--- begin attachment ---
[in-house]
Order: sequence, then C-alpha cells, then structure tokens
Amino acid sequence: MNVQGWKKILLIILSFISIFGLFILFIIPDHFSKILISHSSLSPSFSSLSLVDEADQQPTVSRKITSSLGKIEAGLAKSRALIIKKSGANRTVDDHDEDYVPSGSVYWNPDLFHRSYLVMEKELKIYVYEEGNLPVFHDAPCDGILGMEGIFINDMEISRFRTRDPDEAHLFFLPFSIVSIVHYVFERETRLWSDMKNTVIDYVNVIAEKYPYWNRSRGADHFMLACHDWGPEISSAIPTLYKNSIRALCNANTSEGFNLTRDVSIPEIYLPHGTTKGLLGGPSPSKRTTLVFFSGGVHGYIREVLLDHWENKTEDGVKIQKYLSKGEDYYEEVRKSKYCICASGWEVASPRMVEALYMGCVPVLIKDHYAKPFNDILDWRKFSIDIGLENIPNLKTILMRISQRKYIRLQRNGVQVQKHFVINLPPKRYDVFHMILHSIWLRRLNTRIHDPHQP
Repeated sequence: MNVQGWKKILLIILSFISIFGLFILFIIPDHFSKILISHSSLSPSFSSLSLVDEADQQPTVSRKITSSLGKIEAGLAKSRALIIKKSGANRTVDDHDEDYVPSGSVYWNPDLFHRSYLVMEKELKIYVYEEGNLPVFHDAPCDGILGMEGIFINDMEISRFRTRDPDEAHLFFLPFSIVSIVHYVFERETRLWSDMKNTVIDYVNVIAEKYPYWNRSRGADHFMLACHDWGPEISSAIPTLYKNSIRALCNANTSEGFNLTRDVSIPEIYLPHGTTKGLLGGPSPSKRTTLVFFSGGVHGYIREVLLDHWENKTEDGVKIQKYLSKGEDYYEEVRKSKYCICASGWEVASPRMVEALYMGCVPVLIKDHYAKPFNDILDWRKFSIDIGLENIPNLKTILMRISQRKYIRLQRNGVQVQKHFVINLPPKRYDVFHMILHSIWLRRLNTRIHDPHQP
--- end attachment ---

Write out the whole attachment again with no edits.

[in-house]
Order: sequence, then C-alpha cells, then structure tokens
Amino acid sequence: MNVQGWKKILLIILSFISIFGLFILFIIPDHFSKILISHSSLSPSFSSLSLVDEADQQPTVSRKITSSLGKIEAGLAKSRALIIKKSGANRTVDDHDEDYVPSGSVYWNPDLFHRSYLVMEKELKIYVYEEGNLPVFHDAPCDGILGMEGIFINDMEISRFRTRDPDEAHLFFLPFSIVSIVHYVFERETRLWSDMKNTVIDYVNVIAEKYPYWNRSRGADHFMLACHDWGPEISSAIPTLYKNSIRALCNANTSEGFNLTRDVSIPEIYLPHGTTKGLLGGPSPSKRTTLVFFSGGVHGYIREVLLDHWENKTEDGVKIQKYLSKGEDYYEEVRKSKYCICASGWEVASPRMVEALYMGCVPVLIKDHYAKPFNDILDWRKFSIDIGLENIPNLKTILMRISQRKYIRLQRNGVQVQKHFVINLPPKRYDVFHMILHSIWLRRLNTRIHDPHQP
Repeated sequence: MNVQGWKKILLIILSFISIFGLFILFIIPDHFSKILISHSSLSPSFSSLSLVDEADQQPTVSRKITSSLGKIEAGLAKSRALIIKKSGANRTVDDHDEDYVPSGSVYWNPDLFHRSYLVMEKELKIYVYEEGNLPVFHDAPCDGILGMEGIFINDMEISRFRTRDPDEAHLFFLPFSIVSIVHYVFERETRLWSDMKNTVIDYVNVIAEKYPYWNRSRGADHFMLACHDWGPEISSAIPTLYKNSIRALCNANTSEGFNLTRDVSIPEIYLPHGTTKGLLGGPSPSKRTTLVFFSGGVHGYIREVLLDHWENKTEDGVKIQKYLSKGEDYYEEVRKSKYCICASGWEVASPRMVEALYMGCVPVLIKDHYAKPFNDILDWRKFSIDIGLENIPNLKTILMRISQRKYIRLQRNGVQVQKHFVINLPPKRYDVFHMILHSIWLRRLNTRIHDPHQP